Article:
– Devin
    Oct 23, 2018 at 22:21
  • @Devin don't you think that addiction could be seen relative as well? turning the question from "is x addicted" to "how addicted is x" where is 0 = not addicted at all, i do agree with the part that there isn't a metric for it, not that i know for sure but i cannot see a metric working on subjective matters
    – UX Labs
    Oct 23, 2018 at 23:13
  • and the last note, this is what i've been debating for the past month or so, there are so many questions that belong to psychology, sales, and other fields that do intersect with ux, does it mean these topics don't belong here? i would like someone to settle this matter once and for all so that we know how ux is perceived in this community
    – UX Labs
    Oct 23, 2018 at 23:14
  • 1
    @UXLabs, there was quite some debates about this subject through the years. The general consensus always was to move questions to the proper SE sub-site, which happens on a daily basis. I didn't take part on those discussions and I don't remember the arguments to keep it that way, but I can think of 3 reasons: one, because it helps sub-sites grow (specially those in Beta that needs to be promoted, such as Psy.SE); 2: because you'll find more experts on those sites; and 3, because, as you say, almost everything intersects with UX, which doesn't mean everything is UX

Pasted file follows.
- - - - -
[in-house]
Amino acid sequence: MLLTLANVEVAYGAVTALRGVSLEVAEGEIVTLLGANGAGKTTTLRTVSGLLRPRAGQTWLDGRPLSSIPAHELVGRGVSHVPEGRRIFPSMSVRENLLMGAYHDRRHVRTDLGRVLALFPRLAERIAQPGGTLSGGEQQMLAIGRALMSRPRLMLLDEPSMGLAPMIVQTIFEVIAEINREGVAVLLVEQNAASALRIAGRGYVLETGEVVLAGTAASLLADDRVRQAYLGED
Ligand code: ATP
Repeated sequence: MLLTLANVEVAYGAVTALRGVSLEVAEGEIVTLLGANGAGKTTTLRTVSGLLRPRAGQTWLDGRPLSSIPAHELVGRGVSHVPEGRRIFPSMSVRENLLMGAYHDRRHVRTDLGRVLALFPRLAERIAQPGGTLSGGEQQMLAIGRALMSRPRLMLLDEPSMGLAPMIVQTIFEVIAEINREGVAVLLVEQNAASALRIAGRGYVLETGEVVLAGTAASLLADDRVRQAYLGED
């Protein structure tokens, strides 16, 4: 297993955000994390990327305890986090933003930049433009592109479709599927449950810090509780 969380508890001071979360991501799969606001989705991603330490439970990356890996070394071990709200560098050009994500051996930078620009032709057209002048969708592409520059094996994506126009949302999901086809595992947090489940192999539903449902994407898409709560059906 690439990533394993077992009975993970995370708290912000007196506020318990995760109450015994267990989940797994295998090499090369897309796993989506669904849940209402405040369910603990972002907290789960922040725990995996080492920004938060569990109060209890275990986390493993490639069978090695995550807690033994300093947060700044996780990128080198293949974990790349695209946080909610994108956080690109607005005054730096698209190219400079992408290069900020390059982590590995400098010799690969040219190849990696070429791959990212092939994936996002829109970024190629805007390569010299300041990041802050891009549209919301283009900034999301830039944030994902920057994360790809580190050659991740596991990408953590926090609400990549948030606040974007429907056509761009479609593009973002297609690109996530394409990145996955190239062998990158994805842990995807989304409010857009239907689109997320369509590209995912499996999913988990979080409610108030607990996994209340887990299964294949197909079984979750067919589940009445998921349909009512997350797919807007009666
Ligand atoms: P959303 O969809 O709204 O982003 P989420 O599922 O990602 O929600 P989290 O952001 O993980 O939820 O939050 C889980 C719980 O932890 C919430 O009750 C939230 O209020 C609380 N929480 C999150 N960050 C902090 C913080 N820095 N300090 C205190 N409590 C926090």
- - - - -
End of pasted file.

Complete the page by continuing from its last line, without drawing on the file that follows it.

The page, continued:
– Devin
    Oct 24, 2018 at 18:03

2 Answers 2


It should be possible to come up with come up with an amount of "engagement time" that is objectively a cause for concern. Although people have different lives and responsibilities, there is only a limited amount of time in a day. We can start there and work backwards. Addiction usually means that other behaviors needed for living a healthy life are adversely impacted. If we subtract the essential time needed for other activities that allow us to stay physically and mentally healthy and functional in society: